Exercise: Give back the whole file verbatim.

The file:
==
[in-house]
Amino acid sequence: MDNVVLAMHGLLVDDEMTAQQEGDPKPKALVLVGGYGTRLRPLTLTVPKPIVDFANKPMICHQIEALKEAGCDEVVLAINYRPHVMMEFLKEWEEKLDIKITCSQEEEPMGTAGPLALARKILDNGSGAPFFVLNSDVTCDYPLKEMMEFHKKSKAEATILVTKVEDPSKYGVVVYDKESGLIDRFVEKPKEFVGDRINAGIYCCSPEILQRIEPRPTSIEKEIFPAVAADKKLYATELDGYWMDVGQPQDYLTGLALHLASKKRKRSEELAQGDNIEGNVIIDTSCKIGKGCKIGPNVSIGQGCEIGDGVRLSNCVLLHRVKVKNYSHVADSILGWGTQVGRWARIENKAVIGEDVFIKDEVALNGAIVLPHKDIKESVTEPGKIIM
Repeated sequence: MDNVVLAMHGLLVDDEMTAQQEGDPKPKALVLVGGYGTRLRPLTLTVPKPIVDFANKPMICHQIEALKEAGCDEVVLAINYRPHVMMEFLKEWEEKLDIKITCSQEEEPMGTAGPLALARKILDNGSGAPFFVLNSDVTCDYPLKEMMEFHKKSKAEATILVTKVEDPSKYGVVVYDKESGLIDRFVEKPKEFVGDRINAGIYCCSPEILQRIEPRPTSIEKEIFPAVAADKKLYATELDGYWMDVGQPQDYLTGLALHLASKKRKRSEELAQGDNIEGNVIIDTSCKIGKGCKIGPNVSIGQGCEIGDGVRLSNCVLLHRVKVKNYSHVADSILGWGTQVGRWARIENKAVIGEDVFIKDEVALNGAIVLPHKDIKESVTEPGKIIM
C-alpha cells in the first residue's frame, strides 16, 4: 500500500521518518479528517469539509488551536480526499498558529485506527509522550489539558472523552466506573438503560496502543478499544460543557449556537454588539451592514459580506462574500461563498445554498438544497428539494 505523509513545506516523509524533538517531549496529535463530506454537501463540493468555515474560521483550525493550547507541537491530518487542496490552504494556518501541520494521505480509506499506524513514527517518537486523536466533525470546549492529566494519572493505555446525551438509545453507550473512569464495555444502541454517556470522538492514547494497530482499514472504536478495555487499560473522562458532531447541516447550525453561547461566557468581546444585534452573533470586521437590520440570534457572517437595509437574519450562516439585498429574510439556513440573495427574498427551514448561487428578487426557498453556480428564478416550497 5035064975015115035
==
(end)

[in-house]
Amino acid sequence: MDNVVLAMHGLLVDDEMTAQQEGDPKPKALVLVGGYGTRLRPLTLTVPKPIVDFANKPMICHQIEALKEAGCDEVVLAINYRPHVMMEFLKEWEEKLDIKITCSQEEEPMGTAGPLALARKILDNGSGAPFFVLNSDVTCDYPLKEMMEFHKKSKAEATILVTKVEDPSKYGVVVYDKESGLIDRFVEKPKEFVGDRINAGIYCCSPEILQRIEPRPTSIEKEIFPAVAADKKLYATELDGYWMDVGQPQDYLTGLALHLASKKRKRSEELAQGDNIEGNVIIDTSCKIGKGCKIGPNVSIGQGCEIGDGVRLSNCVLLHRVKVKNYSHVADSILGWGTQVGRWARIENKAVIGEDVFIKDEVALNGAIVLPHKDIKESVTEPGKIIM
Repeated sequence: MDNVVLAMHGLLVDDEMTAQQEGDPKPKALVLVGGYGTRLRPLTLTVPKPIVDFANKPMICHQIEALKEAGCDEVVLAINYRPHVMMEFLKEWEEKLDIKITCSQEEEPMGTAGPLALARKILDNGSGAPFFVLNSDVTCDYPLKEMMEFHKKSKAEATILVTKVEDPSKYGVVVYDKESGLIDRFVEKPKEFVGDRINAGIYCCSPEILQRIEPRPTSIEKEIFPAVAADKKLYATELDGYWMDVGQPQDYLTGLALHLASKKRKRSEELAQGDNIEGNVIIDTSCKIGKGCKIGPNVSIGQGCEIGDGVRLSNCVLLHRVKVKNYSHVADSILGWGTQVGRWARIENKAVIGEDVFIKDEVALNGAIVLPHKDIKESVTEPGKIIM
C-alpha cells in the first residue's frame, strides 16, 4: 500500500521518518479528517469539509488551536480526499498558529485506527509522550489539558472523552466506573438503560496502543478499544460543557449556537454588539451592514459580506462574500461563498445554498438544497428539494 505523509513545506516523509524533538517531549496529535463530506454537501463540493468555515474560521483550525493550547507541537491530518487542496490552504494556518501541520494521505480509506499506524513514527517518537486523536466533525470546549492529566494519572493505555446525551438509545453507550473512569464495555444502541454517556470522538492514547494497530482499514472504536478495555487499560473522562458532531447541516447550525453561547461566557468581546444585534452573533470586521437590520440570534457572517437595509437574519450562516439585498429574510439556513440573495427574498427551514448561487428578487426557498453556480428564478416550497 5035064975015115035